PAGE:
(b. 1571, Caravaggio, d. 1610, Porto Ercole)

Salome with the Head of St John the Baptist

Oil on canvas, 91 x 167 cm
National Gallery, London

On his way back to Rome Caravaggio returned to Naples. This harsh late work has none of the beauty of some of the late Sicilian pictures, such as the altarpiece stolen from the Oratory of San Lorenzo in Palermo, and it may reflect the assault Caravaggio endured in the Osteria del Cerriglio in the city. A sense of the tired mood of one aware of the pointlessness of a ruthless vendetta pervades the painting.

The Baptist has been executed for denouncing Salome's mother Herodias over her illicit marriage with Herod. Caravaggio uses the device of planting two heads - Salome's and her maid's (or her mother's) - so close together that they seem to grow out of one body as the contrasting stages of youth and age. This had been a trait of Leonardo's, and the way that the head of St John is presented to the spectator recalls a picture by Leonardo's pupil Luini, whose Salome also looks away from her victim. The executioner takes no joy in what he has been commanded to do. He feels only a stunned emotion in keeping with the sombre tones that Caravaggio adopts.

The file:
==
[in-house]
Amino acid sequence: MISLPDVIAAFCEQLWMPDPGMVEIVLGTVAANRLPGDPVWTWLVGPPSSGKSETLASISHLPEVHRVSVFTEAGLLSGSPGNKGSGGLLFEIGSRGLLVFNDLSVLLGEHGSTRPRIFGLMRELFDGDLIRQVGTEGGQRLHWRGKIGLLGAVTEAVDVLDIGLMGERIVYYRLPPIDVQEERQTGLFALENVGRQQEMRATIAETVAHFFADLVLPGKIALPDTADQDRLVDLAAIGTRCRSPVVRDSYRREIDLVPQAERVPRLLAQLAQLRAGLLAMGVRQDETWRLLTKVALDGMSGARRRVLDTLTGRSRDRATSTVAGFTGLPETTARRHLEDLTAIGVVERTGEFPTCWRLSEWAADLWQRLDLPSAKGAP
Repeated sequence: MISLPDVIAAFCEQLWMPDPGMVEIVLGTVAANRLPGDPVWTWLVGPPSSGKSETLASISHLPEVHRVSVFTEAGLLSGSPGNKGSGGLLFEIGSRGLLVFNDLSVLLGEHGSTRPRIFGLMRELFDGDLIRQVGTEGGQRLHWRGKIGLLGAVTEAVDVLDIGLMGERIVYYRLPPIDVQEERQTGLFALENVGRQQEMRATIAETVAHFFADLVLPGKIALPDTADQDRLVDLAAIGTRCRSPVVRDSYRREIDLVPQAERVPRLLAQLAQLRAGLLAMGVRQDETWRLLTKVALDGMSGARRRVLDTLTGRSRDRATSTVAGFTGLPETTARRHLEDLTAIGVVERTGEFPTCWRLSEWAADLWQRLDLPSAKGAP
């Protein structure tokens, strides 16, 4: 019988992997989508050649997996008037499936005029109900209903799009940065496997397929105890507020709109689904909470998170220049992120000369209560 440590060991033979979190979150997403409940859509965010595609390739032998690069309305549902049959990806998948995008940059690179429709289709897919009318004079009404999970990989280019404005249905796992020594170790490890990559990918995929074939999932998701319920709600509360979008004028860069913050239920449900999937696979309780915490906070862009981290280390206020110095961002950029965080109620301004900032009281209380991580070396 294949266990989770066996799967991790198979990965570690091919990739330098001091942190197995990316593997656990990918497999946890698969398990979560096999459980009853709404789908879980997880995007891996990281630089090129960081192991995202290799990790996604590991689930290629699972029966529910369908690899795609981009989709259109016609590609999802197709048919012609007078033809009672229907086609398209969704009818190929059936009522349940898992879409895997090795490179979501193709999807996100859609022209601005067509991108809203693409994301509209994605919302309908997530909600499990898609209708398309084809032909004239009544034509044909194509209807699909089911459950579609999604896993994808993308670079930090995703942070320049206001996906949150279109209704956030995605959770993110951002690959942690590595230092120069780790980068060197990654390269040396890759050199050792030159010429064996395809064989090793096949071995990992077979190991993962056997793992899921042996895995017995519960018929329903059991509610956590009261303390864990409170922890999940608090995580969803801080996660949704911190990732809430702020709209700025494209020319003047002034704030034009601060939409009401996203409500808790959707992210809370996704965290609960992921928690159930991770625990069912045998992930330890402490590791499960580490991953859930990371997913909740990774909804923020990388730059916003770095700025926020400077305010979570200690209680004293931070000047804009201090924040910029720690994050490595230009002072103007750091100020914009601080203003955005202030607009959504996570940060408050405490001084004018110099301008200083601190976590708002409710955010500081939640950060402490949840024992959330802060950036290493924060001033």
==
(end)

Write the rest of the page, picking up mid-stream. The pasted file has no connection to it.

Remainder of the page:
You can view other depictions of Salome with the Head of John the Baptist.

Suggested listening (streaming mp3, 15 minutes):
Richard Strauss: Salome, closing scene